Mike Eisler graduated from the University of Central Florida with a master's degree in computer science in 1985. His first exposure to NFS and NIS came while working for Lachman Associates, Inc., where he was responsible for porting NFS and NIS to System V platforms. He later joined Sun Microsystems, Inc., responsible for projects such as NFS server performance, NFS/TCP, WebNFS, NFS secured with Kerberos V5, NFS Version 4, and JavaCard security. Mike has authored or coauthored several Request For Comments documents for the Internet Engineering Task Force, relating to NFS and security. He is currently a Technical Director at Network Appliance, Inc.
Ricardo Labiaga is a staff engineer at Sun Microsystems, Inc., where he concentrates on networking and wireless technologies. Ricardo spent 8 years in the Solaris NFS group at Sun, where he worked on a variety of development projects with a primary focus on automounting and the NFS server. Ricardo is responsible for implementing significant functionality and performance enhancements to the automounter, as well as leading the NFS Server Logging design team. He holds a master of science degree in computer engineering from The University of Texas at El Paso.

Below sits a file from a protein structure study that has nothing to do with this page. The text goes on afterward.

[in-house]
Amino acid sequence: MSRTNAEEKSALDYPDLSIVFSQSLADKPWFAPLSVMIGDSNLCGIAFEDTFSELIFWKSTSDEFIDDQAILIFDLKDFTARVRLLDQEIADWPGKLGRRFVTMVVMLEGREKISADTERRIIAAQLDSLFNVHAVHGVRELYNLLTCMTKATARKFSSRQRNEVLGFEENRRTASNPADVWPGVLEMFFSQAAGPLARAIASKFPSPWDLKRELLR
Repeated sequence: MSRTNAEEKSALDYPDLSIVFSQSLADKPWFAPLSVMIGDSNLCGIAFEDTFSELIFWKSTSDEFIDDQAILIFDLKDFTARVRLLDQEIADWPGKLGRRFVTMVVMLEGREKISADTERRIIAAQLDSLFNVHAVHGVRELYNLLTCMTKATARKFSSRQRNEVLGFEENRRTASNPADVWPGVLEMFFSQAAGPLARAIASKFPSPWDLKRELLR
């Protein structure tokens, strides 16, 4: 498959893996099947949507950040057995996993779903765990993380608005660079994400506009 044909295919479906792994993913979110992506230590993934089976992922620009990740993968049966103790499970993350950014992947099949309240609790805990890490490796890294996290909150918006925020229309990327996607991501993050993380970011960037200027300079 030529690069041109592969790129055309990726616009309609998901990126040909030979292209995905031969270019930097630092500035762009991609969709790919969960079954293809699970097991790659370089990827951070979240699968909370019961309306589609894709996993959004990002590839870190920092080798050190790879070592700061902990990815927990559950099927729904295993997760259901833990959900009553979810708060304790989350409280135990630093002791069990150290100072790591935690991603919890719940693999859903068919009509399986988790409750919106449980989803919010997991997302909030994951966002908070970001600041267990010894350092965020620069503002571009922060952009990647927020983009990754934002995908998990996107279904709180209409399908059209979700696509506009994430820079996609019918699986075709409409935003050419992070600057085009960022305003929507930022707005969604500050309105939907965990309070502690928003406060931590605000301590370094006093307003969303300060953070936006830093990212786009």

Hal Stern is a technical consultant with Sun Microsystems, where he specializes in networking, performance tuning, and kernel hacking. Hal earned a Bachelor of Science degree from Princeton University in 1984. Before joining Sun, Hal was a member of the technical staff at Polygen Corporation, developing UNIX-based molecular modelling and chemical information system products. Hal also worked on the Massive Memory Machine project as a member of the Research Staff in Princeton University's Department of Computer Science. His interests include large installation system administration, virtual memory management systems, performance, local and wide-area networking, interactive graphics, applications in financial services, cosmology, and the history of science. Hal is active in the Sun User's Group and has served on the advisory trustee board of the Princeton Broadcasting Service for seven years. Hal and his wife Toby live in Burlington, Massachusetts. At home, Hal enjoys carpentry, jazz music, cooking, and watching the stock market.